Let me preface this review by saying: I am not a fan of blue comedy. I don’t find “talking dirty” to be particularly compelling (or hilarious) entertainment, and I don’t get much of a kick out of sexually graphic language masquerading as dialogue. To me, it feels lazy and pointless. Unfortunately, it makes up a good portion of this remake of the comparatively tame 1986 film of the same name... which itself was an adaptation of David Mamet’s play, Sexual Perversity in Chicago.
In this version, you’ve got two distinctly different stories being told: one is a standard-issue, fairly PG romantic comedy about a lovelorn guy named Danny (Michael Ealy), who – despite his desire for a no-strings-attached relationship – falls for Debbie (Joy Bryant), an equally commitment-wary ad exec. They meet, they sleep together, they sleep together again and, soon, admit to themselves that they’re in love. Which, of course, is when the trouble begins.
Meanwhile, you have another, vastly different, raunchy and WAY more R-rated frat-boy comedy happening, wherein Danny’s sex-loving best pal Bernie (Kevin Hart) hooks up with Debbie’s equally sexually adventurous (and sexually ravenous) roommate Joan (Regina Hall) for lots and lots of sex. And bickering. And more sex. And more bickering. Lather, rinse, repeat.
And the bi-polar nature of the narrative (and dialogue) didn’t work for me. Going from sweet to saucy and then back, over and over again, grew tiresome, and I was never really sure what kind of movie the filmmakers were making: one geared towards 19-year-old guys or 30-something women? One that tries to push the envelope, or one that follows convention pretty closely?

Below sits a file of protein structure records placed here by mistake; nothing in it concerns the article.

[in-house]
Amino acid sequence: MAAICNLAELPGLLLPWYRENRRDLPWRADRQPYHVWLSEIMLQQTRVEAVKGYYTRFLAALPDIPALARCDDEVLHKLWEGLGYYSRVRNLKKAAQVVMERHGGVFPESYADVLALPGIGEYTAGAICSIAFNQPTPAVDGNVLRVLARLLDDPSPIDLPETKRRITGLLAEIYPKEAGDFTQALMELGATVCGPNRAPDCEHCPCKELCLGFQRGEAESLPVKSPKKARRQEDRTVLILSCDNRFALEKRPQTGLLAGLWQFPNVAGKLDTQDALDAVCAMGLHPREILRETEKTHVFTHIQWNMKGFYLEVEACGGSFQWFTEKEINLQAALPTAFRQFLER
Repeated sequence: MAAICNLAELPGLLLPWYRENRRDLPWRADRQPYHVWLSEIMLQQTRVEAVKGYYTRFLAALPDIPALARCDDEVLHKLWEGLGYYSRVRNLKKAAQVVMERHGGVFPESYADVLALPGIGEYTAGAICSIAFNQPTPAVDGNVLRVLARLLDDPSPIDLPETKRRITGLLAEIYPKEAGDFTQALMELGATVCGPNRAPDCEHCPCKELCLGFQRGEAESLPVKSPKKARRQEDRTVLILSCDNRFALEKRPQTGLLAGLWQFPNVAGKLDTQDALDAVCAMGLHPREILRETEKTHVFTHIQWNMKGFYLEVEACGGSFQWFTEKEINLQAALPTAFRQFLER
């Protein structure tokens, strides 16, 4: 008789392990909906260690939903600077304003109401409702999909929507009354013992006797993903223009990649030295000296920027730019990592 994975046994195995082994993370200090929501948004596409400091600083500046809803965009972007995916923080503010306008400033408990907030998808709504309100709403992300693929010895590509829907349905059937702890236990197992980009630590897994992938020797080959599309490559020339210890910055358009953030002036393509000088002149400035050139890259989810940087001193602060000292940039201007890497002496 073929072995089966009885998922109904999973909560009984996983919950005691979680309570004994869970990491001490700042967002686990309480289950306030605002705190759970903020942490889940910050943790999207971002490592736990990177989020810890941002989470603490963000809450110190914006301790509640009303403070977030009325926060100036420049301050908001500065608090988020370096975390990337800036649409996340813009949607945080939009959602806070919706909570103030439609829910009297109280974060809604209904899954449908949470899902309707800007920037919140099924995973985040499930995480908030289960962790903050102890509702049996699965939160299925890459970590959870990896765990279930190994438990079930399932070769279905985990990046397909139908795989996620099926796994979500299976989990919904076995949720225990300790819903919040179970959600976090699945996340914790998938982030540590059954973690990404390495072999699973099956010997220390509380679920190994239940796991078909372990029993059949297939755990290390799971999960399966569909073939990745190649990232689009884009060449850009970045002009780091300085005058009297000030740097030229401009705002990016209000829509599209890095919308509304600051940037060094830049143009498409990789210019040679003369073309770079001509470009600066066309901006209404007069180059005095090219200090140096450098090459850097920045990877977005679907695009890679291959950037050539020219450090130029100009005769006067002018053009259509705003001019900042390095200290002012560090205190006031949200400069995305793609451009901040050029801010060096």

But here’s the thing: even though I didn’t enjoy the movie overall, I also recognize that it worked. Why? Because of the undeniably fantastic chemistry between its quartet of actors. Despite the racy language and the ever-escalating sexual one-upsmanship, Hart and Hall are a terrific comedic duo – riffing and trading barbs like seasoned pros. And, though their roles are less showy and their dialogue less questionable, Ealy and Bryant have a very nice vibe between them, making their characters’ romance (bumps in the road and all) compelling and downright sweet.
Hence my struggle to come up with a rating, and why I landed on four slices. I did not dig About Last Night, but I can’t disqualify it as unwatchable or bad. It just wasn’t for me.